DocAppointments launches repeat script request function

Online appointment booking service DocAppointments will demonstrate its new prescription request function at the General Practice Conference and Exhibition (GPCE) in Melbourne later this week.

While other appointment booking services also offer script requests, DocAppointments is offering it for free to patients and as part of the monthly subscription for practices. Founder Calin Pava said other systems required credit card registration, which can act as a deterrent.

“On our system people just log on with their usual registration details and request the script,” Dr Pava said. “Instead of clicking on 'make an appointment', they can request a script for themselves or for a family member.”

Patients are able to select the family member and their doctor and simply type in their medication and dosage. They then click the 'request prescription' and the request is sent to the surgery. The patient receives a confirmation by email that the request has been sent.

Dr Pava said practices can choose for themselves what happens at their end. Doctors and receptionists can open the admin screen and check for script requests, or the receptionist can print a list off for each doctor.

Dr Pava said the system replicated what normally happened with repeat requests, but in this case the script request comes in electronically.

“The receptionist or the doctor, depending on the workflow in the surgery, can either log on in the admin screen and look at the requests and do them, and then click completed and the patient gets a notification to come,” he said.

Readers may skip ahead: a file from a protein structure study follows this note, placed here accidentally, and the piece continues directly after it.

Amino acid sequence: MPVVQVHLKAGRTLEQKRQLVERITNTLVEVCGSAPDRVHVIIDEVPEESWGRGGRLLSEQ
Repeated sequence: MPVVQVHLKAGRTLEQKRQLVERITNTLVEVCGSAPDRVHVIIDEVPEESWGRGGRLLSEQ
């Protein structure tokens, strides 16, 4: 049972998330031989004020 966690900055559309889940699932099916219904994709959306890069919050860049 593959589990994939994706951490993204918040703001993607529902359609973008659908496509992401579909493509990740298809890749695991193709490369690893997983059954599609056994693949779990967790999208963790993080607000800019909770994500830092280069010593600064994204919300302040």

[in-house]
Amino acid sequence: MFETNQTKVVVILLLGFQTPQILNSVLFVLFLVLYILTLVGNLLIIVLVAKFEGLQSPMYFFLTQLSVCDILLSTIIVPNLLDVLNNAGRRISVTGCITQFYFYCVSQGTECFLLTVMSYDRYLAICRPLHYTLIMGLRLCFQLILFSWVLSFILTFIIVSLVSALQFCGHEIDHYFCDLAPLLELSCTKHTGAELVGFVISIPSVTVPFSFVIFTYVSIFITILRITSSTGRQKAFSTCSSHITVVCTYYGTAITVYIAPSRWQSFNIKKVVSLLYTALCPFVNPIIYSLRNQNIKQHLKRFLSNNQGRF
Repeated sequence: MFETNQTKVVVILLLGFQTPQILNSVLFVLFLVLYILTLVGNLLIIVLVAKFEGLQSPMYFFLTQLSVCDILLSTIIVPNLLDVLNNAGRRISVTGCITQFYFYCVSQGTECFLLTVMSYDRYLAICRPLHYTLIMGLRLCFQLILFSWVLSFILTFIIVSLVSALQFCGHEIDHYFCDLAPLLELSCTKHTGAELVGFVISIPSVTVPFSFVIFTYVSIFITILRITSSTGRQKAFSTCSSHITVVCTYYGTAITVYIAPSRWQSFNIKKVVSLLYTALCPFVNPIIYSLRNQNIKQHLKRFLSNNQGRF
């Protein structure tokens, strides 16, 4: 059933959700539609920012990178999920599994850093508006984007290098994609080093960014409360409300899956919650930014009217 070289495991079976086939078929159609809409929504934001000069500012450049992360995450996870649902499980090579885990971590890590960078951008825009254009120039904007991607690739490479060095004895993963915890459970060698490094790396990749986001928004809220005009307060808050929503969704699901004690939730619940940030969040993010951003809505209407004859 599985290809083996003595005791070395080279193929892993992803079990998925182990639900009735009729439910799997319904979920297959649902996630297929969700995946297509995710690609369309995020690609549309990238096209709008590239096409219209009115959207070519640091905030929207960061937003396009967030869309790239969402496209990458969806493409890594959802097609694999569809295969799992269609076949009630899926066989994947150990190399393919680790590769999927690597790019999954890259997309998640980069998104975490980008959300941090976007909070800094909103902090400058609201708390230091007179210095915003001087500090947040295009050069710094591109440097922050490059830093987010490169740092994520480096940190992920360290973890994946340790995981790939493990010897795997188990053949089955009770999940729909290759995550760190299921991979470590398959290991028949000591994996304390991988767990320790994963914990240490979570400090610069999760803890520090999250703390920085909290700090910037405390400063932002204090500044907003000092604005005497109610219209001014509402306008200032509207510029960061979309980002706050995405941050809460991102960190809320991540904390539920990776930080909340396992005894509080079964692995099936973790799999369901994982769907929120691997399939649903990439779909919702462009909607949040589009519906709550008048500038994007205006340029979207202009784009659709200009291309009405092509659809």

“In other surgeries the receptionist can bring the list to the doctor as they usually do, get the script back and then the receptionist is the one who clicks the button and says come and get it.”

Practices can tick a box in their DocAppointments admin screen that shows which doctors accept script requests and those who don't. “The admin decides which doctor wants to offer this service or not and those doctors are featured in the drop-down menu,” Dr Pava said.

“Because sometimes it is not appropriate to do a repeat script, there is also a button that says make an appointment. The patient is already registered so they can make an appointment there and then.”

The emails sent to the patient for confirmation and to advise them of the status of the request can also be customised by the practice to include fees for the scripts.

Dr Pava said the script request function was now available on all of the platforms that have integrated with DocAppointments, including Best Practice, PracSoft, Zedmed, Practice 2000 and Stat.

DocAppointments also recently launched a tablet-mounted check-in app, which allows patients to by-pass reception when they arrive at the surgery and check themselves in for their appointment. Dr Pava said this service was going well, and the company was in discussions with different practices on how it could be used.

“It does help in the morning when you have patients ringing, but now patients see that reception is busy so they go to the wall. Some practices put it on the wall and some on a stand at the entrance.

“Now we are working with somebody who doesn't have a receptionist to have it mounted on the outside of the door,” he said. “The patient comes in and it will automatically open the door if the patient has an appointment. Then they can just go into the waiting room.”

Patients can make appointments either through or through the practice's own website, or they can use the company's apps for iOS and Android.

GPCE Melbourne is being held from November 15 to 17 at the Melbourne Convention and Exhibition Centre.

Posted in Australian eHealth

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